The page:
Election Data

Kevin Lewis

January 27, 2023

Nail in the Coffin or Lifeline? Evaluating the Electoral Impact of COVID-19 on President Trump in the 2020 Election
Carlos Algara et al.
Political Behavior, forthcoming 


From the onset of the first confirmed case of COVID-19 in January 2020 to Election Day in November, the United States experienced over 9,400,000 cases and 232,000 deaths. This crisis largely defined the campaign between former Vice President Joe Biden and President Donald Trump, centering on the Trump administration′s efforts in mitigating the number of cases and deaths. While conventional wisdom suggested that Trump and his party would lose support due to the severity of COVID-19 across the country, such an effect is hotly debated empirically and theoretically. In this research, we evaluate the extent to which the severity of the COVID-19 pandemic influenced support for President Trump in the 2020 election. Across differing modeling strategies and a variety of data sources, we find evidence that President Trump gained support in counties with higher COVID-19 deaths. We provide an explanation for this finding by showing that voters concerned about the economic impacts of pandemic-related restrictions on activity were more likely to support Trump and that local COVID-19 severity was predictive of these economic concerns. While COVID-19 likely contributed to Trump’s loss in 2020, our analysis demonstrates that he gained support among voters in localities worst affected by the pandemic.

The Most Important Election of Our Lifetime: Focalism and Political Participation
Curtis Bram
Political Psychology, forthcoming


This article argues that a psychological bias called “focalism” contributes to an overestimation of the differences between political candidates, which in turn increases participation and polarization. Focalism causes people to confuse the allocation of attention to things with the importance of those things. Because attention to politics typically centers on conflict, the result is an exaggeration of differences across the partisan divide. I test this intuition using an experimental design that provides all respondents with all the information they need to estimate how much Joe Biden and Donald Trump objectively disagreed on policy positions just before the 2020 election. I find that shifting attention -- toward either those positions the candidates agreed or disagreed with each other on -- influences beliefs about the differences between candidates. The effect exceeds that of identifying as a Democrat or as a Republican. Beyond those perceptions, focalism increases turnout intentions, perceptions of election importance, negative feelings towards the out-candidate, and affective polarization.

Voter Bias and the Partisan Gender-Gap in Office
Sara Saltzer & Mary McGrath
Political Behavior, forthcoming 


In the United States, women compose a larger share of elected Democrats than of elected Republicans at every level of government. Drawing together literature on the gender-gap in office, on voters’ use of gender stereotypes, and on women’s descriptive representation, we propose a set of hypotheses about the role of voter bias in this partisan disparity. We show that, in addition to the pipeline effects documented in the literature, voters themselves likely contribute to the partisan imbalance of women’s representation in the U.S. Using two implicit mediation experiments, we investigate the mechanism behind the partisan difference in candidate-gender preferences, providing evidence that these biases stem at least in part from stereotype-based inferences about candidate political beliefs. However, even with clear information about which candidate offers greater policy congruence, evidence of gender bias remains among both Democratic and Republican voters.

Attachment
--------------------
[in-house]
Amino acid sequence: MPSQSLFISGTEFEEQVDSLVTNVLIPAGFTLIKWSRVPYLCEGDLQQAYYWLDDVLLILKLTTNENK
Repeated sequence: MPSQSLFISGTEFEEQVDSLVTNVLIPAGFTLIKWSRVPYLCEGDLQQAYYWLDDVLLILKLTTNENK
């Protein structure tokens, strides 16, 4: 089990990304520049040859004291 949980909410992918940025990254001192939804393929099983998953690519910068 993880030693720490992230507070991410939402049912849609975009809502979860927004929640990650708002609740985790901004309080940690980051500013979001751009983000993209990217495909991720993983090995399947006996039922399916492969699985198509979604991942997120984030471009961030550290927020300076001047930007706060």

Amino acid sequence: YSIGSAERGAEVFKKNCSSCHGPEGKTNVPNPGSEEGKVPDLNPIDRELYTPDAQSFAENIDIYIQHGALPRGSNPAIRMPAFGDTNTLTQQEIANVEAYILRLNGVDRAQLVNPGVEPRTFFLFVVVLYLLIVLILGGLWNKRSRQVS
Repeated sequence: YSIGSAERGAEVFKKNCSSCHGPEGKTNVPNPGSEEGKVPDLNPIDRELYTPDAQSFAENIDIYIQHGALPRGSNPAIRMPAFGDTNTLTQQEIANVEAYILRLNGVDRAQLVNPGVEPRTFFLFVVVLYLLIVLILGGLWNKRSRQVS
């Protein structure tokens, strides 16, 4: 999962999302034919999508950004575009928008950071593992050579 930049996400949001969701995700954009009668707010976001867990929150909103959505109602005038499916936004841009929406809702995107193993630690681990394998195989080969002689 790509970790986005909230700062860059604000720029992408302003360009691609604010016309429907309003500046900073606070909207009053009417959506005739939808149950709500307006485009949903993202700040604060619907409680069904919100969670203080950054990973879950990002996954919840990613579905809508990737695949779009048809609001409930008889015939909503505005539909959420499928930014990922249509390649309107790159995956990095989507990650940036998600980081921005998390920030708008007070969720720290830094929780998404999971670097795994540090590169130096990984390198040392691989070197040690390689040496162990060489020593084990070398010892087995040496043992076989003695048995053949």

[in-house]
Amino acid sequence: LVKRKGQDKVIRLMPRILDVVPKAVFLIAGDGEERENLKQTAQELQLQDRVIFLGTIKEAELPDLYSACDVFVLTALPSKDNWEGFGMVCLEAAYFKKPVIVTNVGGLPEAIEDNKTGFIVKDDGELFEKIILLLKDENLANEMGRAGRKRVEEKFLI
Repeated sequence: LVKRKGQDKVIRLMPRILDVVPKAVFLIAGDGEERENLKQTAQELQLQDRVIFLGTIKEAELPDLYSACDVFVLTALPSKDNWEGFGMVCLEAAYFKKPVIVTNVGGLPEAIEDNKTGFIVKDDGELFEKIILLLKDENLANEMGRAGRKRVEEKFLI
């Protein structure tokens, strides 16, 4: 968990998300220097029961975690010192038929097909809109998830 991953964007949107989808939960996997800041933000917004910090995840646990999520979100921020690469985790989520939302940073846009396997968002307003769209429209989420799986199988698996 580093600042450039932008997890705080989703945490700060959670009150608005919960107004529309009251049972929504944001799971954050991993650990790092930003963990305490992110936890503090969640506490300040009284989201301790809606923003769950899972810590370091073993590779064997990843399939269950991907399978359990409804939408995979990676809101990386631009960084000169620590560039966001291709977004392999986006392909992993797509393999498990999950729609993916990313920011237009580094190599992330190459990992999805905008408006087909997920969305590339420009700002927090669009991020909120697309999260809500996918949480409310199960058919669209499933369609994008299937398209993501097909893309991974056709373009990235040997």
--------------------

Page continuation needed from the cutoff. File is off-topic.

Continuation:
Exposure to the Russian Internet Research Agency foreign influence campaign on Twitter in the 2016 US election and its relationship to attitudes and voting behavior
Gregory Eady et al.
Nature Communications, January 2023 


There is widespread concern that foreign actors are using social media to interfere in elections worldwide. Yet data have been unavailable to investigate links between exposure to foreign influence campaigns and political behavior. Using longitudinal survey data from US respondents linked to their Twitter feeds, we quantify the relationship between exposure to the Russian foreign influence campaign and attitudes and voting behavior in the 2016 US election. We demonstrate, first, that exposure to Russian disinformation accounts was heavily concentrated: only 1% of users accounted for 70% of exposures. Second, exposure was concentrated among users who strongly identified as Republicans. Third, exposure to the Russian influence campaign was eclipsed by content from domestic news media and politicians. Finally, we find no evidence of a meaningful relationship between exposure to the Russian foreign influence campaign and changes in attitudes, polarization, or voting behavior. The results have implications for understanding the limits of election interference campaigns on social media.

Moral Rhetoric, Extreme Positions, and Perceptions of Candidate Sincerity
Scott Clifford & Elizabeth Simas
Political Behavior, forthcoming 


Most Americans believe that politicians do not try to keep their campaign promises. This deep level of cynicism threatens to break a fundamental link in representation and undermines the legislative process. If candidates cannot credibly convey their positions, then voters will not trust them to enact policies. Yet, we know little about the strategies politicians might take to convey the sincerity of their claims. We argue that politicians can signal sincerity by justifying their stances in moral terms or by taking more extreme positions. Across three experiments, our results suggest that moral justifications tend to enhance perceived sincerity, while extreme positions do not. In a fourth study, we show that extreme stances increase polarization in candidate evaluations, but moral justifications do not. Taken together, our findings suggest that moral justifications are a useful strategy to reduce cynicism without contributing to rising levels of polarization.

Perceptions of Party Incongruence and Nascent Political Ambition
Justin Kirkland, Elizabeth Simas & Scott Clifford
Political Behavior, forthcoming 


Recent elections reveal a rise in first-time candidates. Building on prior works on nascent political ambition, we examine how ideological incongruence with one’s party relates to the initial development of interest in running for office. We advance the theory that individuals will be more motivated to run when they view their party as failing to represent their preferred position. Using two nationally representative surveys, we find support for this hypothesis, as we show that people are more likely to develop political ambition when they perceive themselves as ideologically distant from their party. Finally, using a panel study, we show that ideological distance predicts running for office for the first time. Our findings further highlight how the factors that contribute to the initial formation of ambition differ from the strategic concerns driving more advanced career decisions and illustrate another potential side-effect of ideological disagreement within parties.